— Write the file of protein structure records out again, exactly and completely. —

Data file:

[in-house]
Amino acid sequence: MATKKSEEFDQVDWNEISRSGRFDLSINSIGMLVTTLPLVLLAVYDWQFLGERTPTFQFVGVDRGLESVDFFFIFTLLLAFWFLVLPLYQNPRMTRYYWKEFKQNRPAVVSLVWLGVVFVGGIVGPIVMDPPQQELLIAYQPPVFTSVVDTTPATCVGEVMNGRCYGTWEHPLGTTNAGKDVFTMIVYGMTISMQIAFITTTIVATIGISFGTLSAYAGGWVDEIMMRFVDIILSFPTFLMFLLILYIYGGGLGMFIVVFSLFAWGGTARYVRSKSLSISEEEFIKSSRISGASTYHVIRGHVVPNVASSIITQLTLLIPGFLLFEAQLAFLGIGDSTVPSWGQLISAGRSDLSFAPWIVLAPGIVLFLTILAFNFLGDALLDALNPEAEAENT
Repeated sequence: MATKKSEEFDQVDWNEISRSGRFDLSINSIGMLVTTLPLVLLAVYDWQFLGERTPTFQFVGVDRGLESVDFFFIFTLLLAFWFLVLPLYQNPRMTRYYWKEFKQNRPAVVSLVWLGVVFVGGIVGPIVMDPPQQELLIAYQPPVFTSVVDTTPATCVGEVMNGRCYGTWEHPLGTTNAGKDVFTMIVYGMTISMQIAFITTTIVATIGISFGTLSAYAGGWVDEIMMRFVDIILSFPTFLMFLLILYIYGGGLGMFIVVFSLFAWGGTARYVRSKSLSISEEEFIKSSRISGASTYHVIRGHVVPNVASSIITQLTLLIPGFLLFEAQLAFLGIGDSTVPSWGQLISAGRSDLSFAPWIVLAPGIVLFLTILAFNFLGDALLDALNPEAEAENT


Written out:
[in-house]
Amino acid sequence: MATKKSEEFDQVDWNEISRSGRFDLSINSIGMLVTTLPLVLLAVYDWQFLGERTPTFQFVGVDRGLESVDFFFIFTLLLAFWFLVLPLYQNPRMTRYYWKEFKQNRPAVVSLVWLGVVFVGGIVGPIVMDPPQQELLIAYQPPVFTSVVDTTPATCVGEVMNGRCYGTWEHPLGTTNAGKDVFTMIVYGMTISMQIAFITTTIVATIGISFGTLSAYAGGWVDEIMMRFVDIILSFPTFLMFLLILYIYGGGLGMFIVVFSLFAWGGTARYVRSKSLSISEEEFIKSSRISGASTYHVIRGHVVPNVASSIITQLTLLIPGFLLFEAQLAFLGIGDSTVPSWGQLISAGRSDLSFAPWIVLAPGIVLFLTILAFNFLGDALLDALNPEAEAENT
Repeated sequence: MATKKSEEFDQVDWNEISRSGRFDLSINSIGMLVTTLPLVLLAVYDWQFLGERTPTFQFVGVDRGLESVDFFFIFTLLLAFWFLVLPLYQNPRMTRYYWKEFKQNRPAVVSLVWLGVVFVGGIVGPIVMDPPQQELLIAYQPPVFTSVVDTTPATCVGEVMNGRCYGTWEHPLGTTNAGKDVFTMIVYGMTISMQIAFITTTIVATIGISFGTLSAYAGGWVDEIMMRFVDIILSFPTFLMFLLILYIYGGGLGMFIVVFSLFAWGGTARYVRSKSLSISEEEFIKSSRISGASTYHVIRGHVVPNVASSIITQLTLLIPGFLLFEAQLAFLGIGDSTVPSWGQLISAGRSDLSFAPWIVLAPGIVLFLTILAFNFLGDALLDALNPEAEAENT